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Who doesn't know them, the colorful heralds of summer. They dance from blossom to blossom on the colorful summer meadow, the butterflies (Lepidoptera). Just in time with the first rays of sunshine in spring, they can be seen again. Wherever there are flowering plants, there is sweet nectar for them. There are numerous species of butterflies that differ in color, shape and size. However, many of these colorful "summer birds" are threatened by changes in their environment.

Butterfly species in Germany

There are around 170,000 different species worldwide, which means that butterflies are by far the largest and most well-known group of insects, second only to beetles. Around 3,700 of these species are native to Germany. However, almost 50 percent of them are at risk. Two percent of butterfly species have already become extinct in the last few decades.

The botanical name Lepidoptera is derived from the Greek and means "scale wing" or scale wing. The reason for the chosen name is that the color of each butterfly species is composed of fine color scales. Below we present 11 of the most beautiful butterflies in Germany. If you are lucky, you will be able to observe them in your own garden.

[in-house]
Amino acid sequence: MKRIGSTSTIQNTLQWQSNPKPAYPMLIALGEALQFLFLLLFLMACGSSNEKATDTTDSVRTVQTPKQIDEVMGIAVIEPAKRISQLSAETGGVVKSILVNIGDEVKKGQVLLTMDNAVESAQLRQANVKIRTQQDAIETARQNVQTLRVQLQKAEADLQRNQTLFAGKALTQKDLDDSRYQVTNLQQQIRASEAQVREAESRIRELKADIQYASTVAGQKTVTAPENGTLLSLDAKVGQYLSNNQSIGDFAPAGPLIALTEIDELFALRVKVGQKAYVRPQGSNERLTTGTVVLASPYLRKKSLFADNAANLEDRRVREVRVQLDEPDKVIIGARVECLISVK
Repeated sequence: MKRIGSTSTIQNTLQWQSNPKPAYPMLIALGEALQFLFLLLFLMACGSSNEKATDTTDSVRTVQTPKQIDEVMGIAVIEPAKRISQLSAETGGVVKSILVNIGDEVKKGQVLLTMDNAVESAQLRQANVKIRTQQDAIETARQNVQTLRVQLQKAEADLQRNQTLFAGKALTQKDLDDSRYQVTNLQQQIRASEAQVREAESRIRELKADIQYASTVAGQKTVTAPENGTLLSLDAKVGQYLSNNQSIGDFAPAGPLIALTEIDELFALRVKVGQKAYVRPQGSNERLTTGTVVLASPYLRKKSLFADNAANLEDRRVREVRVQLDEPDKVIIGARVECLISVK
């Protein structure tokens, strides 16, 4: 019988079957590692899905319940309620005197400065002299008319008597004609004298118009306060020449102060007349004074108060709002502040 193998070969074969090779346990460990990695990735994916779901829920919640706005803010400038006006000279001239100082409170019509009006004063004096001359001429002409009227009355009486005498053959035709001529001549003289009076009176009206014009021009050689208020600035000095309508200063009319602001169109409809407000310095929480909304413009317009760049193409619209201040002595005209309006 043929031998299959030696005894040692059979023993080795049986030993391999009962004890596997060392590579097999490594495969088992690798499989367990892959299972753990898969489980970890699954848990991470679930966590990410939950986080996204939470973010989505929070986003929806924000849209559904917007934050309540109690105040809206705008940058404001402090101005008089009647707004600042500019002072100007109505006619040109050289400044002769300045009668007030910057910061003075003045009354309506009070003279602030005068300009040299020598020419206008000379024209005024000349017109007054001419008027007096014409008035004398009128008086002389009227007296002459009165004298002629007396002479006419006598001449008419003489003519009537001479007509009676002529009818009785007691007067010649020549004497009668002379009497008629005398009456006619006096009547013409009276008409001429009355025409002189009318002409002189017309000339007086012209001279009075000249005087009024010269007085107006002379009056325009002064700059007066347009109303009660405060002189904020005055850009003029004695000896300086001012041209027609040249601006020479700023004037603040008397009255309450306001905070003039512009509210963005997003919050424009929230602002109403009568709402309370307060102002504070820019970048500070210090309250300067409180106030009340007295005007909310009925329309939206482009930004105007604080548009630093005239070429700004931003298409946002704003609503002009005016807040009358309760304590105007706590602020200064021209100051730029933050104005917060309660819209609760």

Admiral (Vanessa atalanta)

This is a migratory moth. It is at home in the Mediterranean region and from there it also reaches Germany. He prefers to stay here in forests, on meadows, in parks and gardens. The greenish to brown caterpillars have short thorns and feast on stinging nettles. Annually, the Admiral produces two to three generations, with the last migrating south.


  • Occurrence: May to October
  • Body length: 2 cm
  • Wing span: 6 cm
  • Forewings pale brown in colour
  • dark brown tip with white and bluish dots
  • red transverse band over brown areas of forewing
  • bluish spots on rear wing tip
  • brownish, yellowish and bluish marbling underneath

Aurora butterflies (Anthocaris cardamines)

The moth is widespread. It prefers to fly at the edges of forests and damp meadows. The blue-green, slender caterpillars have a white flank. In late autumn they pupate and overwinter.


  • Occurrence: March to July
  • Body length: 1.5 cm
  • Wing span: 4.5 cm
  • Females have white wings with black wingtips
  • Males have white wings with a black eyespot and
  • orange coloring of part of the forewing
  • Underside of hind wings marbled greenish brown

C moth (Polygonia c-album)